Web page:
Television

Every once in a while we are presented with facts on children’s exposition to TV that alert the parents: it is estimated that 30% of the kids turn on their TV as soon as they arrive home after school, and that they spend around 960 hours in front of the screen, and that only 25% of the shows they see are adequate to their age.

When we read these facts, we raise our hands to our head and wonder: whose fault is it? The networks’, the parents’ or our own children’s? Let’s not get hysterical yet and think twice… Let us, firstly, acknowledge that, as working parents, it is hard to keep an eye on kids all day long to check on what they are watching; secondly, let’s realize that there are a lot of broadcasting channels, and that makes it hard for us to control what they watch; and thirdly, we have to realize also that many times the TV is on only as “background noise” and the kids aren’t even paying attention to it.

We say this so that the activity of watching TV doesn’t turn into a reason for worries, but more in an exercise of responsibility. Truth is that there are also quality contents shown (award-winning series, children’s shows elaborated by specialists, breathtaking documentaries…).What we have to concentrate on is trying that our children are responsible and “selective”. We have put together a list of recommendations for that purpose.

We have to stay away from turning the TV into an object of reward or punishment. All of us have sometimes threatened our children with “not watching TV for a week if you don’t do your homework”. When we do this, we are involuntarily turning the TV into a reward.

We also should not turn off the TV or quickly change the channel when we see something that we consider inadequate for them. Talk to them and ask them if they really like it or what may they find interesting in that program. Try to make them see that there are other more adequate alternatives they can also enjoy more.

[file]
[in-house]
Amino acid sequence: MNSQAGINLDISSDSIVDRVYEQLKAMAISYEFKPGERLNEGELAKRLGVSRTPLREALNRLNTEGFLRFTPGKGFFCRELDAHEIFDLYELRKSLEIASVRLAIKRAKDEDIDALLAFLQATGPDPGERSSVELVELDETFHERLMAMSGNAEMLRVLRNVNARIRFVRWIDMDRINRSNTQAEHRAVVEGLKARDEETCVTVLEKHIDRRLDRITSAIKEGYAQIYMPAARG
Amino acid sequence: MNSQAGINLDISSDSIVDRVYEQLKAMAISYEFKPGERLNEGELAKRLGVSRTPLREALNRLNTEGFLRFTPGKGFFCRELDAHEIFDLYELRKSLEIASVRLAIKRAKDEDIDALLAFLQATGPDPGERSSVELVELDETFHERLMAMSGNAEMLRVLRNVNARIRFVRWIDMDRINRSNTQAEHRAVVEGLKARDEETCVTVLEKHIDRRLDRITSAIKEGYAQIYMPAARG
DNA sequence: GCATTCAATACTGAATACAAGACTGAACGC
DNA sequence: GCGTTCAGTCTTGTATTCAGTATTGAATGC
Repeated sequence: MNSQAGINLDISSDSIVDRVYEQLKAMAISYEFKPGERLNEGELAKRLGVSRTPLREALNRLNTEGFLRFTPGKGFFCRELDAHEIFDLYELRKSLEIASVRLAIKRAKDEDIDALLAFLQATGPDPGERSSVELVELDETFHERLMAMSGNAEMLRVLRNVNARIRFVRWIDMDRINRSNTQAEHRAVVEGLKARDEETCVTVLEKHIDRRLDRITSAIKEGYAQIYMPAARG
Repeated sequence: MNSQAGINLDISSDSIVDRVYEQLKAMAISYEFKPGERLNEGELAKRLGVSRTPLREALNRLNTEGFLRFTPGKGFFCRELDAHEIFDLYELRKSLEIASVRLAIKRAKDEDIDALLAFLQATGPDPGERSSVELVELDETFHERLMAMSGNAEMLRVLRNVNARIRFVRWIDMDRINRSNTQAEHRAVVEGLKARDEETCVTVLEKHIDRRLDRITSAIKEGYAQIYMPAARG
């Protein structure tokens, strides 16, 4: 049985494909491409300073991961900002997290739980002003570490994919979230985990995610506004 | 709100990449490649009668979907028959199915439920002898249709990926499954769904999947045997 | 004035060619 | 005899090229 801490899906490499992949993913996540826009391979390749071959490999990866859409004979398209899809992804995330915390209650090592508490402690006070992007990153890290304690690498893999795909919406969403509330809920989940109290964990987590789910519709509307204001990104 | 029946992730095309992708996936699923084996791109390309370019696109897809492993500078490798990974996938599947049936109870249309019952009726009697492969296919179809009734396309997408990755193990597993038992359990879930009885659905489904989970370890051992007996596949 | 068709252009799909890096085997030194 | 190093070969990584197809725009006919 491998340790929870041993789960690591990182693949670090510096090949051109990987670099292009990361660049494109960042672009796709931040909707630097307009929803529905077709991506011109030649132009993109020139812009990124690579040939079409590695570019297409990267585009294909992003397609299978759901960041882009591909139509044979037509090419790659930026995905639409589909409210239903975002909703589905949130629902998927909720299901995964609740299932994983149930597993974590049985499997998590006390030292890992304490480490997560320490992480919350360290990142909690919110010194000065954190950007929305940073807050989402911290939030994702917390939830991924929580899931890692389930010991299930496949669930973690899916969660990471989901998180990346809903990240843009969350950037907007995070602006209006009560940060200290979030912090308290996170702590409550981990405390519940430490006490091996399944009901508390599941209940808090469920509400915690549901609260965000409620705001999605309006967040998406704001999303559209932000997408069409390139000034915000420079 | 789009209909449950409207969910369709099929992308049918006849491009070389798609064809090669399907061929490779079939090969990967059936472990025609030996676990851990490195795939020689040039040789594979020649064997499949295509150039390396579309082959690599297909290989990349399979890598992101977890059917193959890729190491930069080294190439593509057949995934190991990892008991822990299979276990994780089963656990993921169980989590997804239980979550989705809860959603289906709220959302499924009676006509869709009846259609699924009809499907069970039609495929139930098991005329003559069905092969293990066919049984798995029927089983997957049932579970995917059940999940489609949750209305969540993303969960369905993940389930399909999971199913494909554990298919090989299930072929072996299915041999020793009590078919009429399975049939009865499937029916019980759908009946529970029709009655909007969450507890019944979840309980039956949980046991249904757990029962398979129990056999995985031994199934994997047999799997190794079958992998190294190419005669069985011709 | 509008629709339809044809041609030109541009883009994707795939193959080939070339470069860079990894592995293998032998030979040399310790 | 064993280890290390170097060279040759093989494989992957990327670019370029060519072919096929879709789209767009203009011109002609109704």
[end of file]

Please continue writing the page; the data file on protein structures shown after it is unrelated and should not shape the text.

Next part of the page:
Try not to keep the TV on and “not watch anything”. If there is nothing to watch, or nothing interesting is on, we might as well simply turn it off. We can turn the radio on, give them a book, play with them or even go for a walk.

Teach your children to watch TV and commercials with a critic eye. Ask them what they think about what they are watching, if they actually know what some messages mean, or teach them how do commercial “work”.

Ask them about their likes in TV matters: which are their favourite shows or even what they would like to watch. This helps them have the feeling that watching TV is a family activity.

And, of course, do not forget that children also learn from us and our behaviour. We are their closest example and we also have to take care with what we watch on TV ourselves. Let us not be selective only as parents, but also as human beings.

Of course, there are many more pieces of advise that could be given, and more qualified people to give them. What we only want is arriving at a meaningful middle ground: not turning the TV into a babysitter, but neither into a monster.


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